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Malcolm Jolley: To drink or not to drink: Arguments against alcohol forget that pleasure is an essential part of life


Emily Oster is a professor of economics at Brown University and a best-selling author. Her website describes her work as focused on health economics and statistical methods. She investigates how and why people do or don’t make rational decisions about their health, and she is known for her commentary on public health matters.

The Atlantic recently published a piece by Oster with the headline, “Is a Glass of Wine Harmless? Wrong Question.” Oster’s piece looks at the arguments against drinking alcohol, which appear increasingly in lifestyle media, citing the 2018 study in The Lancet, Britain’s pre-imminent medical journal, which concluded no amount of alcohol is good for you, and this year’s recommendation from the Canadian Centre on Substance Use and Addiction that stated: “No amount of alcohol is safe and that consuming any more than two drinks a week is risky.”

Oster applies the razor of the statistician to the evidence, such as there is, for these claims. She does not dismiss them wholesale, but neither does she find them convincing. She writes, “it… seems extremely unlikely that moderate alcohol consumption is fully ‘bad’ for your health.”

The words moderate and fully do much of the work in the preceding quote, but the tone of the article suggests that having a few drinks is neither particularly good for you nor particularly bad for you. When other factors, like the general state of your health, are weighed in, prohibitionist or abstinence arguments based on medicine and physical health are likely, at best, overblown.

The argument Oster forms after her review of the evidence is that the decision to drink is better made by the amount of pleasure the drink provides. She writes:

If you do not enjoy, or actively dislike, alcohol, then the abstinence standard might be the right one for you. But many people do enjoy a drink from time to time: a beer with friends, a cold glass of rosé in the summer, a hot toddy in front of the fire, even just a glass of white wine while cooking at the end of a long day. If we accept that pleasure has value, and that the data are muddy, then the moderation standard makes more sense.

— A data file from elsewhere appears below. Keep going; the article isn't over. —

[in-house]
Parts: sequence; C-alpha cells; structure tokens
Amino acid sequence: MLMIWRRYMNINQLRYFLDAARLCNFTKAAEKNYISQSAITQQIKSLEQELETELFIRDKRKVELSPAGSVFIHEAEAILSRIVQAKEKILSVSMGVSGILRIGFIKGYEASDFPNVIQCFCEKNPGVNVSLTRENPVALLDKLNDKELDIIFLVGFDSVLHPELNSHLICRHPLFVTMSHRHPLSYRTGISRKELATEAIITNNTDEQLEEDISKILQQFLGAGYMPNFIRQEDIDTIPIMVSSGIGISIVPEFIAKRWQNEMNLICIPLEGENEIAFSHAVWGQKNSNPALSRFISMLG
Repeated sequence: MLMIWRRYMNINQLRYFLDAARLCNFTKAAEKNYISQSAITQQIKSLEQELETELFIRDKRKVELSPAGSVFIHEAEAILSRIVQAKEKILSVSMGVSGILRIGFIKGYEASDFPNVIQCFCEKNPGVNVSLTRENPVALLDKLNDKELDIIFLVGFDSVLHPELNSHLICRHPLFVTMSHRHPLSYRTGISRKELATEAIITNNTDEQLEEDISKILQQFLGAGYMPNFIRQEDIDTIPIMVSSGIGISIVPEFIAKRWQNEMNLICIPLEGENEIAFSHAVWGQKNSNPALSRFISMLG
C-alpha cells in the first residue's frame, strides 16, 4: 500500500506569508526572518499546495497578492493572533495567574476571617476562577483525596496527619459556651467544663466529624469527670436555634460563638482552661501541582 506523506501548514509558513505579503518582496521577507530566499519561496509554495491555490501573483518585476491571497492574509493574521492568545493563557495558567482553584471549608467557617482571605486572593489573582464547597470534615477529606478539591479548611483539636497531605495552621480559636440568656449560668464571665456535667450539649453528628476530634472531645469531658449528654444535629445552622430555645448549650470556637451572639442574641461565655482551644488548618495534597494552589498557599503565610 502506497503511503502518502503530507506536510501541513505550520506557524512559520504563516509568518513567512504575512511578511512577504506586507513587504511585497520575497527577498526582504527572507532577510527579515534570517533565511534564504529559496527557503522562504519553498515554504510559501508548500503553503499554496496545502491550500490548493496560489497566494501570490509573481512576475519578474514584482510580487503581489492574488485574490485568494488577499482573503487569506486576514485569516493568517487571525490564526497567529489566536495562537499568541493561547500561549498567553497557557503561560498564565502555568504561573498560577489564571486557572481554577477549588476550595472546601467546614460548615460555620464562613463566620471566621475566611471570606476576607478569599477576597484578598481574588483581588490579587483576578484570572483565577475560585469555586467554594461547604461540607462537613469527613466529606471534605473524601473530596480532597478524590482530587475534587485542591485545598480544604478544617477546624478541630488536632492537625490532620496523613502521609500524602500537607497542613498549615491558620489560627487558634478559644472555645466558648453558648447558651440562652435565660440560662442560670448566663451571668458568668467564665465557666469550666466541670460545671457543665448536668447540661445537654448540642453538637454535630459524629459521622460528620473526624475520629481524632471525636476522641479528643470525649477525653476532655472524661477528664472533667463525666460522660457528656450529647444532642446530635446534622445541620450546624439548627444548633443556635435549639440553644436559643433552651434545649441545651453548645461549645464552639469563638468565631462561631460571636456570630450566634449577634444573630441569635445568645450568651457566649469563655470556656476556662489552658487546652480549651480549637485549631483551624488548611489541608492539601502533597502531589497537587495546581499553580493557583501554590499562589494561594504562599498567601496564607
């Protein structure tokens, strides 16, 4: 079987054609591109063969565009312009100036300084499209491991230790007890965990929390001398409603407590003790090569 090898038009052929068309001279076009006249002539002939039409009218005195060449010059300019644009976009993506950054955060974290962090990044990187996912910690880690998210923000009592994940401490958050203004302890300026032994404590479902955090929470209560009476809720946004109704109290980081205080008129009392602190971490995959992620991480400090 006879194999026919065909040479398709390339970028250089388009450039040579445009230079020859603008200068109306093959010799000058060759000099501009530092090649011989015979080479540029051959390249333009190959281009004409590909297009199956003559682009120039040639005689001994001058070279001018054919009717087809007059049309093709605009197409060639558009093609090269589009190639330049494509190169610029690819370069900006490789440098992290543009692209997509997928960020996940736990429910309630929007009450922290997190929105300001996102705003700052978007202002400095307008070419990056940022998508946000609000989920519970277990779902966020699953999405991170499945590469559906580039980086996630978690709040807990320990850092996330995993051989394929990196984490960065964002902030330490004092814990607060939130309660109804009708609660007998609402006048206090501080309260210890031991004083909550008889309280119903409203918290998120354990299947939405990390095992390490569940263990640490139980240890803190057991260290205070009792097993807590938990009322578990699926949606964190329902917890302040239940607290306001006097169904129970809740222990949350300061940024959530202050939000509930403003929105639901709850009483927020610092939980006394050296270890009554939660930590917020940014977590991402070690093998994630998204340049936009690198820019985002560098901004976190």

Edward Slingerland is a professor of philosophy and religious studies at the University of British Columbia. I think he would agree with Oster. In his 2021 book, Drunk: How We Sipped, Danced, and Stumbled Our Way to Civilization, he looks at the question of why people drink from another angle. He writes about our age-old relationship with alcohol:

Given the potentially enormous costs, and apparent lack of benefits, to impairing our cognitive control, why do humans still like to get intoxicated? Why is the labour intensive practice of converting wholesome grains and delicious fruit into bitter, low-dose neurotoxins… so ubiquitous across cultures and geographic regions?

One of the reasons Slingerland posits for our boozy ways is conviviality. Slingerland points out that it’s not just fun to have a glass of wine with our friends, it’s a particular kind of bonding. When we agree to have a low-dose neurotoxin together, we’re letting our guard down and sharing an intimacy of vulnerability.

Of course, there are many ways to find pleasure and intimacy without alcohol and the impairment of the prefrontal cortex. But it’s nice to know we’re neither in grave danger, nor completely mad for enjoying a glass of wine at the end of the day, or with a meal, or whenever.

I was thinking of Oster’s article and Slingerland’s book this week when an old friend, who lives in the States, was in town and came over for dinner. He showed up with a fancy bottle of Burgundy, and he apologized that he didn’t buy a bottle of Canadian wine since he didn’t know much about it.

In fact, I replied, he sort of did. The 2020 Marchand-Tawse Nuits-Saint-Georges he’d brought is the product of the partnership of ex-pat Quebecois winemaker Pascal Marchand and Ontario financier turned vigneron Moray Tawse. Though young, it drank beautifully after an hour of air, with complex blackberry notes.